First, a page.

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Warren v. State

Court of Appeals of Arkansas

January 23, 2019

DONALD A. WARREN APPELLANT
v.
STATE OF ARKANSAS APPELLEE

          APPEAL FROM THE PULASKI COUNTY CIRCUIT COURT, FIRST DIVISION [NO. 60CR-15-1681] HONORABLE LEON JOHNSON, JUDGE AFFIRMED

          BILL LUPPEN, FOR APPELLANT.

          LESLIE RUTLEDGE, ATT'Y GEN., BY: REBECCA KANE, ASS'T ATT'Y GEN., FOR APPELLEE.

          PHILLIP T. WHITEAKER, JUDGE

         Appellant Donald Warren was convicted of one count of second-degree battery by the Pulaski County Circuit Court. On appeal, he contends that there was insufficient evidence to support his conviction. We find no error and affirm.

         The State initially charged Warren with one count of first-degree battery; before trial, however, the State orally moved to amend the charge to second-degree battery. At a bench trial, the State presented the following evidence. Warren's mother, Shirley Campbell, was a terminally ill patient receiving home-care services from Hospice Home Care. Ora Lewis was a nursing assistant assigned by Hospice Home Care to attend to Ms. Campbell's needs. On April 28, 2015, Ms. Campbell passed away. Shortly thereafter, Lewis and her supervisor, Sara Stewart, went to Ms. Campbell's home to provide postmortem care. Eventually, Warren arrived at his mother's home, whereupon he became distraught and walked down the hallway saying, "Y'all killed my mom." He then confronted Lewis, punching her in the face and kicking her in the knee. At the conclusion of the State's case, Warren moved for dismissal, which the circuit court denied. Warren then testified on his own behalf. At the end of the trial, the circuit court found him guilty of second-degree battery. Warren timely appealed and now contends that the evidence was insufficient to support the guilty verdict.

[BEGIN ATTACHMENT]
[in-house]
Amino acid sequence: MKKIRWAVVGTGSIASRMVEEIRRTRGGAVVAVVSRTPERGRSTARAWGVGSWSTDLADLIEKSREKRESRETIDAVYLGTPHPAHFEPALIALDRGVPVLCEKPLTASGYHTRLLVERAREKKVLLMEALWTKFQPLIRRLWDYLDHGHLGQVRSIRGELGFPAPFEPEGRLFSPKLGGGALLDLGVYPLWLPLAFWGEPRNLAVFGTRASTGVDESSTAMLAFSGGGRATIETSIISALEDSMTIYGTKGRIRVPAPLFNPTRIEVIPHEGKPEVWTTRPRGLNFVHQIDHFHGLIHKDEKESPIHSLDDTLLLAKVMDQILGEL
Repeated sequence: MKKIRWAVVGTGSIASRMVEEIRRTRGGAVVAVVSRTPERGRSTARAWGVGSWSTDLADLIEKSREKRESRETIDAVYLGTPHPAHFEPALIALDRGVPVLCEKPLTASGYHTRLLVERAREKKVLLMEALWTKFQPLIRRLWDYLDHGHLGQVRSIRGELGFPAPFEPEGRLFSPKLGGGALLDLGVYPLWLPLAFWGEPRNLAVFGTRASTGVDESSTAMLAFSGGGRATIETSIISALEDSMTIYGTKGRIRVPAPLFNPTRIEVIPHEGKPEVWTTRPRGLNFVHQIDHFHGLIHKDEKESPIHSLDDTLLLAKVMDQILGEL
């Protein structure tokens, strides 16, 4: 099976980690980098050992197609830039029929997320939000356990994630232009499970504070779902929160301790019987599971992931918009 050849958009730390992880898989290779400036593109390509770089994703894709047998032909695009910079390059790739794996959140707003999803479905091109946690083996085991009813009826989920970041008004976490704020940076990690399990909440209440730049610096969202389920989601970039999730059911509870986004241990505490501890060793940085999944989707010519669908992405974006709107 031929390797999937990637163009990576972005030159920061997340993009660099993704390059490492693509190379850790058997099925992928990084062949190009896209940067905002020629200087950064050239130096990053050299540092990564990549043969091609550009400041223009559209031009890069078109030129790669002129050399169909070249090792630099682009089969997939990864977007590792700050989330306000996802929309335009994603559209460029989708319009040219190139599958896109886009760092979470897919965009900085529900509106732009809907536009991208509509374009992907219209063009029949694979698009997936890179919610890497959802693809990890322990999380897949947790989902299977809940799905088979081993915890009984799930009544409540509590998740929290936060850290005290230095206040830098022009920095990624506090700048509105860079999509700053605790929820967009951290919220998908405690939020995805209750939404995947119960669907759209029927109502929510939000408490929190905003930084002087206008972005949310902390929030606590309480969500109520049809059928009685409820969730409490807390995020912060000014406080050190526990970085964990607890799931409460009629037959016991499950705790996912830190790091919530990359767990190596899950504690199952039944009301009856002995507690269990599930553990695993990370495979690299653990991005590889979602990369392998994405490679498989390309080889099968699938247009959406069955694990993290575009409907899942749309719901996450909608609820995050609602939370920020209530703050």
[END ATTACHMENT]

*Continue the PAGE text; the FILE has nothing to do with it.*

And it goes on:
A motion to dismiss at a bench trial is identical to a motion for directed verdict at a jury trial in that it is a challenge to the sufficiency of the evidence. Ark. R. Crim. P. 33.1 (2018); Jordan v. State, 2014 Ark.App. 325, at 1. This court will affirm a circuit court's denial of the motion if there is substantial evidence, either direct or circumstantial, to support the verdict. Terry v. State, 2018 Ark.App. 435, at 3, 559 S.W.3d 301, 303. Substantial evidence is defined as evidence forceful enough to compel a conclusion one way or the other beyond suspicion and conjecture. Jordan, supra. The evidence is viewed in the light most favorable to the verdict, and only evidence supporting the verdict is considered. Terry, supra.

         Warren was convicted of second-degree battery pursuant to Arkansas Code Annotated section 5-13-202(a)(4)(E)(iv) (Repl. 2013). Under this particular subsection, the State had to prove that Warren knowingly and without legal justification caused physical injury to or incapacitated a person he knew to be a health-care provider while the victim was performing medical treatment or emergency medical services or while in the course of other employment relating to his or her medical training.